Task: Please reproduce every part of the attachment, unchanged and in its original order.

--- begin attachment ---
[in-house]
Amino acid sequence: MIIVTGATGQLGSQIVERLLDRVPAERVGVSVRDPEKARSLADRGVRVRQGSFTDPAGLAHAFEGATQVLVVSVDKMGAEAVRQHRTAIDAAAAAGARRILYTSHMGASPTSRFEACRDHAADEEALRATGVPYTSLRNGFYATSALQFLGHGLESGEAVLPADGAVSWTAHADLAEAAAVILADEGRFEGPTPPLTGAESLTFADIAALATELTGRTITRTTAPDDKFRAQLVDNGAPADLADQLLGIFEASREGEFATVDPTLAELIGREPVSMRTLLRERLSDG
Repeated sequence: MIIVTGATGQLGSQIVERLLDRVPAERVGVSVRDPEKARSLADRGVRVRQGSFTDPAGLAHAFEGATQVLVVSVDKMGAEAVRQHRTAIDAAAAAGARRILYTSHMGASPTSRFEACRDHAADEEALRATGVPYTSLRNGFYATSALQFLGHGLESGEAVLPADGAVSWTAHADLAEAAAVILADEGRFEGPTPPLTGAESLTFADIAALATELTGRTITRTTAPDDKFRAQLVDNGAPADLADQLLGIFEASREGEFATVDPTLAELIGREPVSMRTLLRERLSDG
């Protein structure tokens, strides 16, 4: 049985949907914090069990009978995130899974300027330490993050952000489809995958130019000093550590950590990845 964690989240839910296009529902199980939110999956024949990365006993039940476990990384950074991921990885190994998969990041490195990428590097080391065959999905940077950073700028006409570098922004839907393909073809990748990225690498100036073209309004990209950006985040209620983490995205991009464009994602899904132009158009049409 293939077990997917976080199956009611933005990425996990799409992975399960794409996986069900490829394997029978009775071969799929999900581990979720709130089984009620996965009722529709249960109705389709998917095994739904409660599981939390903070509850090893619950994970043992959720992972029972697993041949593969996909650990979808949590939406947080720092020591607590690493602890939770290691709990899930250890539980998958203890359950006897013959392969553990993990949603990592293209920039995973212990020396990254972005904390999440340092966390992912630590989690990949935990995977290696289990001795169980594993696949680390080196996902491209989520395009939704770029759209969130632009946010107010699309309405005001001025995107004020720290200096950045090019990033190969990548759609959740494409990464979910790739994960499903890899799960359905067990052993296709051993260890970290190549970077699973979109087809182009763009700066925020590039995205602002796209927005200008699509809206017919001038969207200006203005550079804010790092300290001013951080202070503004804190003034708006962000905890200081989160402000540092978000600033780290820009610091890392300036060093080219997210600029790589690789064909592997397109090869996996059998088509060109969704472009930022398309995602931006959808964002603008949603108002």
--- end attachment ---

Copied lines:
[in-house]
Amino acid sequence: MIIVTGATGQLGSQIVERLLDRVPAERVGVSVRDPEKARSLADRGVRVRQGSFTDPAGLAHAFEGATQVLVVSVDKMGAEAVRQHRTAIDAAAAAGARRILYTSHMGASPTSRFEACRDHAADEEALRATGVPYTSLRNGFYATSALQFLGHGLESGEAVLPADGAVSWTAHADLAEAAAVILADEGRFEGPTPPLTGAESLTFADIAALATELTGRTITRTTAPDDKFRAQLVDNGAPADLADQLLGIFEASREGEFATVDPTLAELIGREPVSMRTLLRERLSDG
Repeated sequence: MIIVTGATGQLGSQIVERLLDRVPAERVGVSVRDPEKARSLADRGVRVRQGSFTDPAGLAHAFEGATQVLVVSVDKMGAEAVRQHRTAIDAAAAAGARRILYTSHMGASPTSRFEACRDHAADEEALRATGVPYTSLRNGFYATSALQFLGHGLESGEAVLPADGAVSWTAHADLAEAAAVILADEGRFEGPTPPLTGAESLTFADIAALATELTGRTITRTTAPDDKFRAQLVDNGAPADLADQLLGIFEASREGEFATVDPTLAELIGREPVSMRTLLRERLSDG
């Protein structure tokens, strides 16, 4: 049985949907914090069990009978995130899974300027330490993050952000489809995958130019000093550590950590990845 964690989240839910296009529902199980939110999956024949990365006993039940476990990384950074991921990885190994998969990041490195990428590097080391065959999905940077950073700028006409570098922004839907393909073809990748990225690498100036073209309004990209950006985040209620983490995205991009464009994602899904132009158009049409 293939077990997917976080199956009611933005990425996990799409992975399960794409996986069900490829394997029978009775071969799929999900581990979720709130089984009620996965009722529709249960109705389709998917095994739904409660599981939390903070509850090893619950994970043992959720992972029972697993041949593969996909650990979808949590939406947080720092020591607590690493602890939770290691709990899930250890539980998958203890359950006897013959392969553990993990949603990592293209920039995973212990020396990254972005904390999440340092966390992912630590989690990949935990995977290696289990001795169980594993696949680390080196996902491209989520395009939704770029759209969130632009946010107010699309309405005001001025995107004020720290200096950045090019990033190969990548759609959740494409990464979910790739994960499903890899799960359905067990052993296709051993260890970290190549970077699973979109087809182009763009700066925020590039995205602002796209927005200008699509809206017919001038969207200006203005550079804010790092300290001013951080202070503004804190003034708006962000905890200081989160402000540092978000600033780290820009610091890392300036060093080219997210600029790589690789064909592997397109090869996996059998088509060109969704472009930022398309995602931006959808964002603008949603108002």